Where food and fluid intake increases to mitigate tiredness, physical activity tends to decrease because it is perceived to increase tiredness.
Physical tiredness will always increase after exercise, but often alertness and mental acuity can actually be enhanced after a session.
How many times have you not wanted to exercise due to feeling tired, but felt great after you did it?
How many times have you not felt tired, been prepared to exercise, and then felt awful once you finished?
Probably rarely, if ever.
But this isn’t breaking news to anyone - most people know they will feel better after exercise, the battle is just getting started when you’re tired.
This is particularly challenging for those who exercise in the morning because the time required to exercise will often cut into potential sleep.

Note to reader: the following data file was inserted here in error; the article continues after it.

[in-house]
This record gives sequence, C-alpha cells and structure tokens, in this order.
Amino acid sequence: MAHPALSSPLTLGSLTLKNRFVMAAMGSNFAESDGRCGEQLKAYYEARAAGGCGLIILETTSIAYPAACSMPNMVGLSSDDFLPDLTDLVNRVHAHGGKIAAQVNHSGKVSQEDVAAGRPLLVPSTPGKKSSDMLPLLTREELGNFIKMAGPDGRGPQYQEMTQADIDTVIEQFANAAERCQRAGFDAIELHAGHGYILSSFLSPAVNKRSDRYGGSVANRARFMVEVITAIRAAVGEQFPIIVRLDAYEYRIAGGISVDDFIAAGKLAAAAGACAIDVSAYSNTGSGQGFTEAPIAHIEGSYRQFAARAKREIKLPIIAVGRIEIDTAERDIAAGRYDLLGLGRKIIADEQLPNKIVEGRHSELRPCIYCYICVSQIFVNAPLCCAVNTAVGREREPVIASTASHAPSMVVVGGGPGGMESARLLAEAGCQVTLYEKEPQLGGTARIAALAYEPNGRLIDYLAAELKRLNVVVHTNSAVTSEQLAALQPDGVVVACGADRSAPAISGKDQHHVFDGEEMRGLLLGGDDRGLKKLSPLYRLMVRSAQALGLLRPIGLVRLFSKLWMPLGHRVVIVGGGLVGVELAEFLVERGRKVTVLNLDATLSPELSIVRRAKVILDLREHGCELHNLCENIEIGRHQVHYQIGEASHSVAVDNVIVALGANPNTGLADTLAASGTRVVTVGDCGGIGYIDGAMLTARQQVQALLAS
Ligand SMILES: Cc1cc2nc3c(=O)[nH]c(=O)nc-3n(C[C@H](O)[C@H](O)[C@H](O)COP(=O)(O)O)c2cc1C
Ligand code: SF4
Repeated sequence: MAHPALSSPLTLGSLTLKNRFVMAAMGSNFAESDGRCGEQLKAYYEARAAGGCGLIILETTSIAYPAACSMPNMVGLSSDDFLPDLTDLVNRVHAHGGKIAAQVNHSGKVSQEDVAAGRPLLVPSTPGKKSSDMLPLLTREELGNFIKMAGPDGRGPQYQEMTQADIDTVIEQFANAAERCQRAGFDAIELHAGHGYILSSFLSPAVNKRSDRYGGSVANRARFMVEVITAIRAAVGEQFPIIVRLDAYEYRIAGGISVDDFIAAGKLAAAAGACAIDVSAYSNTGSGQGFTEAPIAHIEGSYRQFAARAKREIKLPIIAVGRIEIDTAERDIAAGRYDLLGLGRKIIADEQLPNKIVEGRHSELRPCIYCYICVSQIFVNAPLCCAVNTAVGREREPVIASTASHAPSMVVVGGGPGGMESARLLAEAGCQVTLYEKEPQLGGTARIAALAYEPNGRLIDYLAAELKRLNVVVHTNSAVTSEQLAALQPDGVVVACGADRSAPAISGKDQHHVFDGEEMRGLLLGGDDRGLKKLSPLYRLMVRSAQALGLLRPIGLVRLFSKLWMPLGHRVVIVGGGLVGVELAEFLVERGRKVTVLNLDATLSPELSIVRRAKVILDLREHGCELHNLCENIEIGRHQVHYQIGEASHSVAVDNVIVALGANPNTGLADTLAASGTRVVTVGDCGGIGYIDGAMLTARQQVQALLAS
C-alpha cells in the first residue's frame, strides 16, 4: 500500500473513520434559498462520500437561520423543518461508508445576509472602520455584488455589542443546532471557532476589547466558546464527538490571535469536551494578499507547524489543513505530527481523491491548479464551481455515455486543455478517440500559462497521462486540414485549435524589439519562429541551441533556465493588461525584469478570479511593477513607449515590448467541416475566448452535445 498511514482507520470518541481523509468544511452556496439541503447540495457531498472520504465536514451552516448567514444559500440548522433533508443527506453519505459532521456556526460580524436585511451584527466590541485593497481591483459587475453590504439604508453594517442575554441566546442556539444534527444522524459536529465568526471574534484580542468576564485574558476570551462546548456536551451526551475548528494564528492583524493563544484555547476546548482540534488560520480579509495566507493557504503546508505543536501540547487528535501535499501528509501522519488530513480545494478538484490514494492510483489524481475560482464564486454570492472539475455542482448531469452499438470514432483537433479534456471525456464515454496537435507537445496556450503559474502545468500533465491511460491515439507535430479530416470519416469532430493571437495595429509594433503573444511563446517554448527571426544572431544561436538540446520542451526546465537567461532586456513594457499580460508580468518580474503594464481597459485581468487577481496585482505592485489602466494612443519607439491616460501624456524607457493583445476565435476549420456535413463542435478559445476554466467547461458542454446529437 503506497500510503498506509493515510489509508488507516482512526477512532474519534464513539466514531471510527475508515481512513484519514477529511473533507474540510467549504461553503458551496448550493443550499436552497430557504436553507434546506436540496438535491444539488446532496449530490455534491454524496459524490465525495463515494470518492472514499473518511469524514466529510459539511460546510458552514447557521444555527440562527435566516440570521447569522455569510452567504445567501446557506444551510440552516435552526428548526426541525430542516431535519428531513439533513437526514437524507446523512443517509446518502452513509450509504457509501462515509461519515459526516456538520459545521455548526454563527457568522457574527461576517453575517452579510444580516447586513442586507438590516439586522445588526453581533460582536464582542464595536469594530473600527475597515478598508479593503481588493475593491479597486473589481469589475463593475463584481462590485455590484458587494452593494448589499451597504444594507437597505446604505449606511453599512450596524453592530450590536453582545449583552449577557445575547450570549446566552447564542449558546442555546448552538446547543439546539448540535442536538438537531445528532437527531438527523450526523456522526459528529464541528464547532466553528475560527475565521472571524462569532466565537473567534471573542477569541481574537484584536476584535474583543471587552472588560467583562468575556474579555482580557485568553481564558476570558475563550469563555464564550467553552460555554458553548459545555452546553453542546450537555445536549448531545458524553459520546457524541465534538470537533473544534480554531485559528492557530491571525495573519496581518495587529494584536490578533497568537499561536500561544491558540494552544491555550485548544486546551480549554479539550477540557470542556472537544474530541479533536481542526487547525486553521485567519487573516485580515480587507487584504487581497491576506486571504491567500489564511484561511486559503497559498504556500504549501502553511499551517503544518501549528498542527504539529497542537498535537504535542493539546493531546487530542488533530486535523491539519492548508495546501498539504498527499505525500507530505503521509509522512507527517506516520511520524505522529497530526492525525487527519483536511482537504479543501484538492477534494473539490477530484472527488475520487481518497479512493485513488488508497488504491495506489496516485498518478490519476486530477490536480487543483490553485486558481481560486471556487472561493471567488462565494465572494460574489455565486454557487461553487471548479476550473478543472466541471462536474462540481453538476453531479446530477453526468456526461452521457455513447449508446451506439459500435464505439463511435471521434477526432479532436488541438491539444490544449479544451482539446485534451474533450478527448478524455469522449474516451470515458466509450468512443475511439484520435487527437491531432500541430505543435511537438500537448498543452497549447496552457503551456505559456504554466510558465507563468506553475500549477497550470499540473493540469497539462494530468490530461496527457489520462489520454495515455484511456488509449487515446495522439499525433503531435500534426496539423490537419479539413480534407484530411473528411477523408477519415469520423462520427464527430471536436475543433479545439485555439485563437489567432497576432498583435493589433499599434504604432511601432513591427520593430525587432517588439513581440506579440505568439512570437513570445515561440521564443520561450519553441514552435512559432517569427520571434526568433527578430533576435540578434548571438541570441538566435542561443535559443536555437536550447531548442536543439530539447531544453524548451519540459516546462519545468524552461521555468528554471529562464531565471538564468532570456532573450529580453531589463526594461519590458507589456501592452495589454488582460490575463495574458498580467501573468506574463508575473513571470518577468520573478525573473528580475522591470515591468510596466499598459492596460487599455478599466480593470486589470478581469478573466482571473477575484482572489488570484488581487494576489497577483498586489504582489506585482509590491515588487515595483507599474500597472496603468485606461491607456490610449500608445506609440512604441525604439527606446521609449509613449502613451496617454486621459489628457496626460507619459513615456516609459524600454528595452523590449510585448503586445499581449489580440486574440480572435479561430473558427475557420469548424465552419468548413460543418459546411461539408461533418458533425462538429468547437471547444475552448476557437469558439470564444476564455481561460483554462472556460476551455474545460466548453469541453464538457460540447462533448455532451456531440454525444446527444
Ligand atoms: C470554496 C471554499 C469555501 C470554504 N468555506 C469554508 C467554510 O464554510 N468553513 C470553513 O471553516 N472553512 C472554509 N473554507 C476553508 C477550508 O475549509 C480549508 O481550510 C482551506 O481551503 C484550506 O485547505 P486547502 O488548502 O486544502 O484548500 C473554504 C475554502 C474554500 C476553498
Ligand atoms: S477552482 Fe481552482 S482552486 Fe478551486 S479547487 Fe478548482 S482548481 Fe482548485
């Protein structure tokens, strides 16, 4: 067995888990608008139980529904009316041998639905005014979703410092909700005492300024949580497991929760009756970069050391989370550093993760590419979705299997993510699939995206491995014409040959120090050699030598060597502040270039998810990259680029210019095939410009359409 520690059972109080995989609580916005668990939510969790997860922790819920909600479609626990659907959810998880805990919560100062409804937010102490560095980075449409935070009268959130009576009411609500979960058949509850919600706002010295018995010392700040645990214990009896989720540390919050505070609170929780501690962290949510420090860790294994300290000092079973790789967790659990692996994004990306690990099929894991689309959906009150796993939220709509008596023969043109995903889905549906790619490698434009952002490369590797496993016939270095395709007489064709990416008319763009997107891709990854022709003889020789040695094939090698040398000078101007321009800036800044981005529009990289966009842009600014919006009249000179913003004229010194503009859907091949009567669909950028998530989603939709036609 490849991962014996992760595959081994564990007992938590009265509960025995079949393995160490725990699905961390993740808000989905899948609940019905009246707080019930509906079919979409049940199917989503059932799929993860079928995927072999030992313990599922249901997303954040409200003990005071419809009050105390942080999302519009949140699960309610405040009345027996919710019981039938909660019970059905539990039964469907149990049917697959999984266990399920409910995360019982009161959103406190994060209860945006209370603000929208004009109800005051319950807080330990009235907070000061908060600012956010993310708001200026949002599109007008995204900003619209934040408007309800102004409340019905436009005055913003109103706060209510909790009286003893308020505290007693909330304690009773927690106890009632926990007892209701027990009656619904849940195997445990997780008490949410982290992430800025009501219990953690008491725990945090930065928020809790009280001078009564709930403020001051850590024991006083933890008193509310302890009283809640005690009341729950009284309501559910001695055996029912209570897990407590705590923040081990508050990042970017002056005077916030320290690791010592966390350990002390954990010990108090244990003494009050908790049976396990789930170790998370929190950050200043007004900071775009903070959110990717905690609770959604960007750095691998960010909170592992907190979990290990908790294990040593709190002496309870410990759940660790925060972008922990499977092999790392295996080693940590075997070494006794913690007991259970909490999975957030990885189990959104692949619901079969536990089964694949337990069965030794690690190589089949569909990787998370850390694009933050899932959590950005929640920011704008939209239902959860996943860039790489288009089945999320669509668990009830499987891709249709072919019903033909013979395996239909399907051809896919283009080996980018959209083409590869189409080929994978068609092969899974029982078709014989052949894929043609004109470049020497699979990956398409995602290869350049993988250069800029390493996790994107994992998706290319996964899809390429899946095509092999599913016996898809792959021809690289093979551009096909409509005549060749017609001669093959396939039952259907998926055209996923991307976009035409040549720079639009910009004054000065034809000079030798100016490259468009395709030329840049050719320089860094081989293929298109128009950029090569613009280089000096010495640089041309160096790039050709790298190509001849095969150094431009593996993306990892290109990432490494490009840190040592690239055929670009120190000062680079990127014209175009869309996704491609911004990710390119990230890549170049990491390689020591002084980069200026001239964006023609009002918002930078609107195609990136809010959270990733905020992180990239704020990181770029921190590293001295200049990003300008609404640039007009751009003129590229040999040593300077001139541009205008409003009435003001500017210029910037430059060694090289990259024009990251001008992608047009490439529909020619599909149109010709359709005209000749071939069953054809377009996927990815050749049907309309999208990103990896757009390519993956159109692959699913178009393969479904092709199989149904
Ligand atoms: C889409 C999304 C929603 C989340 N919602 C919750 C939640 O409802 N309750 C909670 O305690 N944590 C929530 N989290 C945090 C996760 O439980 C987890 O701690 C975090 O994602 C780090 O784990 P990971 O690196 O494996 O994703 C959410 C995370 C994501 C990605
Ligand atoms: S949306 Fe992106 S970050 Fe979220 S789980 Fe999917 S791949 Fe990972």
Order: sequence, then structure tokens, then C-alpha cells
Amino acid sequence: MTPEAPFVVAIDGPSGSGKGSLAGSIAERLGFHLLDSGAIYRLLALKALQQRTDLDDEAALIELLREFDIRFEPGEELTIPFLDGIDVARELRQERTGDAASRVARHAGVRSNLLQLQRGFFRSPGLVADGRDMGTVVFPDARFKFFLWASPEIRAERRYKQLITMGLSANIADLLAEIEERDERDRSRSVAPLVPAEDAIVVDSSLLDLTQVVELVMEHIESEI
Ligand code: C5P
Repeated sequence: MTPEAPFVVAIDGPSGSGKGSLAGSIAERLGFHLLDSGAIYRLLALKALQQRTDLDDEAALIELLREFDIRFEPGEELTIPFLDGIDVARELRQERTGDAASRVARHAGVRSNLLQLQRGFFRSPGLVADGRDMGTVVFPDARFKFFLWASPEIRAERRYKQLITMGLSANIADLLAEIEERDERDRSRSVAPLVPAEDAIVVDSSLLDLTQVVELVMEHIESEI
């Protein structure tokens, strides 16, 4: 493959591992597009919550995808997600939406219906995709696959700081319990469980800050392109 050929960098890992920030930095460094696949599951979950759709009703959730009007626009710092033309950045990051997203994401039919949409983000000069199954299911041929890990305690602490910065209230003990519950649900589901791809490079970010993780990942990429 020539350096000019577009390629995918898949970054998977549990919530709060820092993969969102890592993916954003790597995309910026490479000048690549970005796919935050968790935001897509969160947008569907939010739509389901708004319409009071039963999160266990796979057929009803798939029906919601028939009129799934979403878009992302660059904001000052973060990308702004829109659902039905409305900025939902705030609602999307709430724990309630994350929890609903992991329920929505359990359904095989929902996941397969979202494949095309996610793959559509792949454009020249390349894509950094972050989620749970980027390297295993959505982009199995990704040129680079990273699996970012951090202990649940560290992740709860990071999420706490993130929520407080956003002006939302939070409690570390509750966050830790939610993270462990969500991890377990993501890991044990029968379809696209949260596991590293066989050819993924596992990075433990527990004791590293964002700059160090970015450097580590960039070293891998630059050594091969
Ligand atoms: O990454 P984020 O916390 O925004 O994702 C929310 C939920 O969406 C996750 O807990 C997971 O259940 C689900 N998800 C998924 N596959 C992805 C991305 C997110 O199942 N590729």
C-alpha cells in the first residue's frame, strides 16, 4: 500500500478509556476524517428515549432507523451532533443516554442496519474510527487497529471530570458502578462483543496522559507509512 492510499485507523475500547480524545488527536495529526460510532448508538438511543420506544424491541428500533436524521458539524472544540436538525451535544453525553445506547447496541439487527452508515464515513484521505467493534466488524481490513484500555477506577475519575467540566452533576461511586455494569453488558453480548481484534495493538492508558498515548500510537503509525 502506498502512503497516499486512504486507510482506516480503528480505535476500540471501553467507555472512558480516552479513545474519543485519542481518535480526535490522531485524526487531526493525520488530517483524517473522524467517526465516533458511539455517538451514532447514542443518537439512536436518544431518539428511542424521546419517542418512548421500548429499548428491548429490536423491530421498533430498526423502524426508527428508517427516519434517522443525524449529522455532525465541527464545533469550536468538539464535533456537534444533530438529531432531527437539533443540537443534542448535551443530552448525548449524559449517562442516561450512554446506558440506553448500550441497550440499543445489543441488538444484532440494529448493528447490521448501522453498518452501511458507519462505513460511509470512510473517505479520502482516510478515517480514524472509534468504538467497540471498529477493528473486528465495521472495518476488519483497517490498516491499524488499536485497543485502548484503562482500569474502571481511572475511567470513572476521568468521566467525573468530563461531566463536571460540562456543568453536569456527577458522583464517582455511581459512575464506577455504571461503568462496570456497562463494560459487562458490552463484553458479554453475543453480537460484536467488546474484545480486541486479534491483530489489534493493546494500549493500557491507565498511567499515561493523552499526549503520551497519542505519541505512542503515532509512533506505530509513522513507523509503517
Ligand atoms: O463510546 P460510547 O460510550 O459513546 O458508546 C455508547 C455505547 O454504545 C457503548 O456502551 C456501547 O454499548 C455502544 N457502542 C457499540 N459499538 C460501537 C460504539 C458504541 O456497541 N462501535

It’s easy to justify not exercising because you want to catch up on sleep, promising yourself that you’ll make up for it tomorrow.
While sleep isn’t the justification for not training at the end of the day, it often comes down to feeling exhausted and without the energy to get going again.
One of the benefits of lunchtime exercise is that the duration and time are often fixed.
While it’s not for everyone - the short duration and fixed timeframe often work against many people - but it can be used an opportunity to lock in a 20-minute walk or something like that.
This can be a great strategy for people in the early stages of increasing physical activity because even if there is no other training session that day, 20-minutes of moderately intense activity is in the bank.